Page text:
Table 3. Mean percentages of different traffic sources to online pharmacies.
    View this table

    Previous research has indicated the presence of IOP contents on various social media sites [3]. Our data show that the average percentages of traffic through social media are less than 5% for both IOPs and LOPs, possibly because many OPs in our sample do not have traffic from social media. When we focused on the 24 LOPs and 41 IOPs from our sample that have substantial traffic from the 26 social media sites to conduct further analysis, we found that 92% (24/26) of the studied social media websites direct traffic to IOPs and only 50% (13/26) of them direct traffic to LOPs. Although 42% (11/26) of these social media websites direct traffic to both LOPs and IOPs, 50% (13/26) of the sites direct traffic to only IOPs and only 8% (2/26) of the websites direct traffic to only LOPs. Among the various social media (Table 4), we found that Facebook directs the highest traffic to both IOPs (58%) and LOPs (42%), far exceeding the second highest (Reddit), which directs 20% traffic to IOPs and 15% to LOPs.

    Table 4. Traffic from social media websites to online pharmacies.
    View this table

    Furthermore, our country data (Table 5) show traffic from 52 countries for the 155 online pharmacies for which we were able to collect country data. Traffic from 27 (52%) countries points to only IOPs, and only 3 (6%) countries have traffic only to LOPs. In addition, the United States is the main consumer for online pharmacies, representing the highest proportion of traffic to both LOPs (97%) and IOPs (60%), among all countries.

    Table 5. Traffic from different countries to online pharmacies.
    View this table

    Table 6 shows the average engagement metrics across the LOPs and IOPs. This shows that the average monthly views (in millions), the number of pages viewed, and time spent on the sites of LOPs are all higher than those of IOPs, whereas the bounce rate (the percentage of visitors leaving the website after viewing only one page) is lower for LOPs than that for IOPs. This indicates that when consumers enter the OP websites, they seem to be more engaged with LOPs than IOPs. However, there are large variances in the monthly views of the websites, reflecting the huge differences among the websites in IOP as well as in LOP. For example, among the licit ones, cvs.com and walgreens.com are definitely the giants, whereas many others only attract a small number of views. In addition, although the average time spent on LOP sites (5 min) was significantly higher than that of IOPs (3.3 min) with P<.001, the maximum time spent on the sites of IOPs (17.4 min) was much higher than that on LOPs (10.6 min). This indicates that when consumers are interested, they may become very engaged with an IOP, leading to potential transactions. Hence, it is imperative to warn the patients before they enter a potential IOP, using the prediction method proposed by us.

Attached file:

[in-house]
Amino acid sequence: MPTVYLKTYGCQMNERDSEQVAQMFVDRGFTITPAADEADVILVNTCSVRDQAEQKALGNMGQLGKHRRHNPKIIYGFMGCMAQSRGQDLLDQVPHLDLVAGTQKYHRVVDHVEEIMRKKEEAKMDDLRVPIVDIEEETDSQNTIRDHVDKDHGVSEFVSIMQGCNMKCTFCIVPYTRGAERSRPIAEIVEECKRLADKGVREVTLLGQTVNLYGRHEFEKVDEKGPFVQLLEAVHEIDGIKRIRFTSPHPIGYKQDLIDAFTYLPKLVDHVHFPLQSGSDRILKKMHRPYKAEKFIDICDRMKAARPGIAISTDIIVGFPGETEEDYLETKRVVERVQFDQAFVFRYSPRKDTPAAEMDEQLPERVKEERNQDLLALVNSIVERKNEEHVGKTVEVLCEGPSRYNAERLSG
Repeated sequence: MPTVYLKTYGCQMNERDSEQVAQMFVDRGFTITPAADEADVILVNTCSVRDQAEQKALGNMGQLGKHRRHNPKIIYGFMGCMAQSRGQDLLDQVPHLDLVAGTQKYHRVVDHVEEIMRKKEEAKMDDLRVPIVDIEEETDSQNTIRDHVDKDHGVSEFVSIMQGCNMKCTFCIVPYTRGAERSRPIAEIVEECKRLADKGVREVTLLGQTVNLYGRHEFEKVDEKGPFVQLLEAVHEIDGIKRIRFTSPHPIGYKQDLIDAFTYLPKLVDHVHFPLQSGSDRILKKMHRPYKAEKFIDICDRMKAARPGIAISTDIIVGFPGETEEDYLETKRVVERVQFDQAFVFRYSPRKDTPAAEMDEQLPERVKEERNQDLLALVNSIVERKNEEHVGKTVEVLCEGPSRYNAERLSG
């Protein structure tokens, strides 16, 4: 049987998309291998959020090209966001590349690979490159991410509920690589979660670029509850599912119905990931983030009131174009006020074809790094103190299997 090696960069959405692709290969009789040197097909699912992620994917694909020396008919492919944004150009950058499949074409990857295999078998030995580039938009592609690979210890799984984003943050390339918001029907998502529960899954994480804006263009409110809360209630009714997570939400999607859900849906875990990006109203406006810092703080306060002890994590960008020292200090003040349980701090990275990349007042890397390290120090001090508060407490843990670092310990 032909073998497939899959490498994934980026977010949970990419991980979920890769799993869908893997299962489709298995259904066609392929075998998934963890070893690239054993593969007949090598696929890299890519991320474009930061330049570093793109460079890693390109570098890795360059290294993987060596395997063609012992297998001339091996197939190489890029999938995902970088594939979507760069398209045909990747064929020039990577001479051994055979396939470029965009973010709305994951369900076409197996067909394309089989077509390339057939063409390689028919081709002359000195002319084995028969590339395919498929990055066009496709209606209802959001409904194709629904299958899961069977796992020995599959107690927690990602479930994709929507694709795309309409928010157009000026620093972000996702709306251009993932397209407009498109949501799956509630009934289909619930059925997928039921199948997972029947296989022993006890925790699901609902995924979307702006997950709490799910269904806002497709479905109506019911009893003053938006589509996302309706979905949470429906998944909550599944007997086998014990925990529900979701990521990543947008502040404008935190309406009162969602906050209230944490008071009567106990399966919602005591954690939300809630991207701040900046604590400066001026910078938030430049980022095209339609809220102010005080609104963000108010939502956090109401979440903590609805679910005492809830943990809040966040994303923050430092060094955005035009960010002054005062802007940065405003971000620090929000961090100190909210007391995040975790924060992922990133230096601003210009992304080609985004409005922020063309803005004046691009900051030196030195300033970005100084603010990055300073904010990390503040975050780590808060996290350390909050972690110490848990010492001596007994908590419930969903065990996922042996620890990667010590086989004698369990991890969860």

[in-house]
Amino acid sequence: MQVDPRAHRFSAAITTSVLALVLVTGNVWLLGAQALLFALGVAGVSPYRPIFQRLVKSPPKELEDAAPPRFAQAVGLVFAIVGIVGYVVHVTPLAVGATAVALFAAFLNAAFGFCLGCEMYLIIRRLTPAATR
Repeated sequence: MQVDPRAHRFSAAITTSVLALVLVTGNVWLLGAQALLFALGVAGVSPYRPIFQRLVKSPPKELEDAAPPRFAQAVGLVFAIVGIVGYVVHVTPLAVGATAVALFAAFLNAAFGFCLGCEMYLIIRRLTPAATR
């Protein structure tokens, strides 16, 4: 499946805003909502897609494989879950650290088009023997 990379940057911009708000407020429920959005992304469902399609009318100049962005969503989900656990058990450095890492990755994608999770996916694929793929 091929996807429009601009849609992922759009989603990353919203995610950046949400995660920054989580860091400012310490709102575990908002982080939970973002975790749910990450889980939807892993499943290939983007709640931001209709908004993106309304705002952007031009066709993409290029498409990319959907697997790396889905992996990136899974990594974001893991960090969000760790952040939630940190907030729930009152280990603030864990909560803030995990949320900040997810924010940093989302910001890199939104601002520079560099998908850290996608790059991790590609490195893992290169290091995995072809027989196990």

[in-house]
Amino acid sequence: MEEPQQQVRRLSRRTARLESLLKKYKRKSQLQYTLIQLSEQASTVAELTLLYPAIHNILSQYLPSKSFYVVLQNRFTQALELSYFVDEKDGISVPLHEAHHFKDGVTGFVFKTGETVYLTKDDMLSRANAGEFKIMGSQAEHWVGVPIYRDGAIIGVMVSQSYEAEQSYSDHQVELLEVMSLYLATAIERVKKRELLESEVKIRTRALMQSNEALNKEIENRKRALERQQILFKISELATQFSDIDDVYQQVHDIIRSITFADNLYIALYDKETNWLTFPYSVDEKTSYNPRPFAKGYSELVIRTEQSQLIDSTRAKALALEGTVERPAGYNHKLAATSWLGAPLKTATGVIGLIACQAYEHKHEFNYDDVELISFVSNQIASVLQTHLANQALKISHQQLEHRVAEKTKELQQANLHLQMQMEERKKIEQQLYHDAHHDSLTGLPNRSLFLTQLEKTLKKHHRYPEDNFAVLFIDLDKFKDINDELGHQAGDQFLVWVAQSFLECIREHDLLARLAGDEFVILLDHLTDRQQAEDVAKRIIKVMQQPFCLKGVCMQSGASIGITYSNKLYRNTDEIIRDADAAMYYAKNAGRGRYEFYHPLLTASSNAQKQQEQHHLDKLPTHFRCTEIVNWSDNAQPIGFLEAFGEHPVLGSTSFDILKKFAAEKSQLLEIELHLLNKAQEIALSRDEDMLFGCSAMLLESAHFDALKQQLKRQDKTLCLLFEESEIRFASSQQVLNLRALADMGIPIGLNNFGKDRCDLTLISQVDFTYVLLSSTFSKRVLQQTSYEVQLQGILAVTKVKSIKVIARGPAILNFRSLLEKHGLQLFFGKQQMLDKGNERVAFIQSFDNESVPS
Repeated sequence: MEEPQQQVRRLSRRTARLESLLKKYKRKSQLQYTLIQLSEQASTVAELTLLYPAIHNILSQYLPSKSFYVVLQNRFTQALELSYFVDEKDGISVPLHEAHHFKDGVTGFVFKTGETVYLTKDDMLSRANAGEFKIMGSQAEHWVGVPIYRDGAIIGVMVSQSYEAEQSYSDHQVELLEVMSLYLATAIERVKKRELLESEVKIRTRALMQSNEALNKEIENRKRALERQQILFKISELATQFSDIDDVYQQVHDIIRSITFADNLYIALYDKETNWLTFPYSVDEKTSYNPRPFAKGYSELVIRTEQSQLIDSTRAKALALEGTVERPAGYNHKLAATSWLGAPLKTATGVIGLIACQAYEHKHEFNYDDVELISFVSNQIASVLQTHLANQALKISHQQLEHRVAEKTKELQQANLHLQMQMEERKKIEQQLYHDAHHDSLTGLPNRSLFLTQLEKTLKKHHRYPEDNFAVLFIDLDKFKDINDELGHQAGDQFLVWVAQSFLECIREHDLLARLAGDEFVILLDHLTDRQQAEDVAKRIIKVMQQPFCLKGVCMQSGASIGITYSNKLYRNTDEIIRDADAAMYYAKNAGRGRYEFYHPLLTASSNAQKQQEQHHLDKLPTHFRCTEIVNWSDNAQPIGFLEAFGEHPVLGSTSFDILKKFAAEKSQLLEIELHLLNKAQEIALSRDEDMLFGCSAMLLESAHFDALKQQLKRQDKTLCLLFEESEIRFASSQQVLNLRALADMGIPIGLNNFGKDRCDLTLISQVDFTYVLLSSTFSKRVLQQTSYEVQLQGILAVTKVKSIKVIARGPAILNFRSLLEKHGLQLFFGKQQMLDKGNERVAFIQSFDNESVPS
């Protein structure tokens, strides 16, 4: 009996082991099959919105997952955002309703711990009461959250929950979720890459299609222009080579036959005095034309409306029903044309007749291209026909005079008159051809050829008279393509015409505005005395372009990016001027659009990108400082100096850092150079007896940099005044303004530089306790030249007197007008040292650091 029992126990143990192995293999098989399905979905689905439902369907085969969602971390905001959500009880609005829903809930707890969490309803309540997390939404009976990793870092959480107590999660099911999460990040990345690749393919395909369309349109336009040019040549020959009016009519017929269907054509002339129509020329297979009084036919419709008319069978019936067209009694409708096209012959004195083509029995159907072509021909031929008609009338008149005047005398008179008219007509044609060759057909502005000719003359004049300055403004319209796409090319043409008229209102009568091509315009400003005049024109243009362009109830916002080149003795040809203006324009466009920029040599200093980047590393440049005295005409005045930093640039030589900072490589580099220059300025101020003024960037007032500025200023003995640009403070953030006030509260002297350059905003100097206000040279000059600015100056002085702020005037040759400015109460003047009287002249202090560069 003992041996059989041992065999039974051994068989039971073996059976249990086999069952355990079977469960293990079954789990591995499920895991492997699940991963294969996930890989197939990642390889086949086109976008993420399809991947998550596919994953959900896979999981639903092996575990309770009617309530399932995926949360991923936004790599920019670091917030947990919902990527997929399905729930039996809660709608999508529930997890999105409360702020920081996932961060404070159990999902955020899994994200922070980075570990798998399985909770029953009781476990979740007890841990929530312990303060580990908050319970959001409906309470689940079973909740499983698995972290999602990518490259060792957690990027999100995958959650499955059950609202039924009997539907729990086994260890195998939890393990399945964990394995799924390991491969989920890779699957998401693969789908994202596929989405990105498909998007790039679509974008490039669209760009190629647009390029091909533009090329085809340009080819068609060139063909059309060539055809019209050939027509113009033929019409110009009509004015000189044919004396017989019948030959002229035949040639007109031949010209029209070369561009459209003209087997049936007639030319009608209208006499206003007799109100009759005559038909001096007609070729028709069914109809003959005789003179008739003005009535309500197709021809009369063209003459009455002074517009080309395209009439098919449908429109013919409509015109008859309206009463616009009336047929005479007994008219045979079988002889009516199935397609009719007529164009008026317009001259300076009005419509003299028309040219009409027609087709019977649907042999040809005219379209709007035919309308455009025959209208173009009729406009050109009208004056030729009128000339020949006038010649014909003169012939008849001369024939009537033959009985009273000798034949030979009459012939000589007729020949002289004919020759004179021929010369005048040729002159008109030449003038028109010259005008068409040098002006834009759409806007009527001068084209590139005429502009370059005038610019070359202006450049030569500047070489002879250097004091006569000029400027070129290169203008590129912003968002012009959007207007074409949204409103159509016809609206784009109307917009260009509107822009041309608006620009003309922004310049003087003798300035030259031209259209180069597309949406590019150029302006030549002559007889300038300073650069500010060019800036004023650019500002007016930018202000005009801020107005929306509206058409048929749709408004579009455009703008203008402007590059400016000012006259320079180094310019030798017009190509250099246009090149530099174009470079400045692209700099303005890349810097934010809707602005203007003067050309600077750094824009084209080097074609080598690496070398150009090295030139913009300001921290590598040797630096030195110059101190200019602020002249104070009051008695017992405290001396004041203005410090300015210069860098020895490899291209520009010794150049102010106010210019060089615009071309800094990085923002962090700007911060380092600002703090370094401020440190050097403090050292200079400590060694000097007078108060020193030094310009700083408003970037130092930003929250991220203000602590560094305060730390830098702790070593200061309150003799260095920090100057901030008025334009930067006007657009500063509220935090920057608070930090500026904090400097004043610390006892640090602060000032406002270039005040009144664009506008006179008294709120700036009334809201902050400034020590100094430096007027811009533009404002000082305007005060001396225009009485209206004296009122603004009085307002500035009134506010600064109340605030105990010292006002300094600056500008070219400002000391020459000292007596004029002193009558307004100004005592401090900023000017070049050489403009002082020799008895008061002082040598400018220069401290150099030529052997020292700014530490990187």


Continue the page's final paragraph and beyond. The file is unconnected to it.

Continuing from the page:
Table 6. Consumers’ engagement with online pharmacies.
    View this table

    OP Status Prediction Models

    We now report the performance of the RRPM and RKNN models in their prediction. We consider 4 performance measures: accuracy, kappa, sensitivity, and specificity. Although sensitivity describes the percentage of IOPs correctly identified, specificity describes the percentage of LOPs correctly identified. We can see that Type I error=1−specificity and Type II error=1−sensitivity. As discussed, we chose the threshold T to pursue a minimum type II error, that is, a maximum sensitivity. In addition, the developed model should have good accuracy and reasonable kappa values, where kappa measures the agreement between observed and predicted classes considering to some extent the possibility of agreement by chance [13].

    With 10-fold cross-validation [14], the performance metrics of RKNN (with K=1-9) and RRPM are shown in Table 7. It can be observed that all the RKNN models achieved 100% sensitivity. However, the specificity, accuracy, and kappa first increase and then decrease as K increases with R2NN performing the best, showing excellent metrics. RRPM also performs reasonably well, achieving a sensitivity of 99.2%, with relatively lower values for kappa and specificity. When changing the threshold T for RRPM from the current relatively conservative value to be the reliability score maximizing the model accuracy in the training data set, model accuracy, kappa, and specificity all we improve much. But sensitivity slightly dropped, as expected (Table 7).